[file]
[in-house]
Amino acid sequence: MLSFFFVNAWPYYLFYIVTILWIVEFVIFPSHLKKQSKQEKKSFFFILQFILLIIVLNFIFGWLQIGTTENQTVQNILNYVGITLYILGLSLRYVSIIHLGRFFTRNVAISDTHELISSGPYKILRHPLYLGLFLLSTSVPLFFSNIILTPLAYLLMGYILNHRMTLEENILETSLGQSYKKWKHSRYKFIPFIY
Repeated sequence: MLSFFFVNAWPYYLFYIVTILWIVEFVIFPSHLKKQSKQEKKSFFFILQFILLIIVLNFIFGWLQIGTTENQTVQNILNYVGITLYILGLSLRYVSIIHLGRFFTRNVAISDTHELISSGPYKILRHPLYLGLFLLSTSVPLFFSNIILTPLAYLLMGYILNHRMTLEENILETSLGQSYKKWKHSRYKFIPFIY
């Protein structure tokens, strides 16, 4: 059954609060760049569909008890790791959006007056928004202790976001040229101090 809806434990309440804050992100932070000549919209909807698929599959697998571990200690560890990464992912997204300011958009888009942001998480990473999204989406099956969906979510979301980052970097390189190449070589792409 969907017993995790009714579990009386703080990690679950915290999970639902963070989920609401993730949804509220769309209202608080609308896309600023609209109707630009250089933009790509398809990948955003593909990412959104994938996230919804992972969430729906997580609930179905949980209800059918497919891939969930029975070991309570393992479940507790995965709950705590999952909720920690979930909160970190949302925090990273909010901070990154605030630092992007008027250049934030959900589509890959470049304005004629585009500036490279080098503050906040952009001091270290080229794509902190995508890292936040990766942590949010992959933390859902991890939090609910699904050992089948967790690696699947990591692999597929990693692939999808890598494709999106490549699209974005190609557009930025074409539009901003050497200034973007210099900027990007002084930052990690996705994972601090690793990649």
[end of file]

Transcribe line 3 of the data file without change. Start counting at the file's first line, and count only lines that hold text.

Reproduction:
Repeated sequence: MLSFFFVNAWPYYLFYIVTILWIVEFVIFPSHLKKQSKQEKKSFFFILQFILLIIVLNFIFGWLQIGTTENQTVQNILNYVGITLYILGLSLRYVSIIHLGRFFTRNVAISDTHELISSGPYKILRHPLYLGLFLLSTSVPLFFSNIILTPLAYLLMGYILNHRMTLEENILETSLGQSYKKWKHSRYKFIPFIY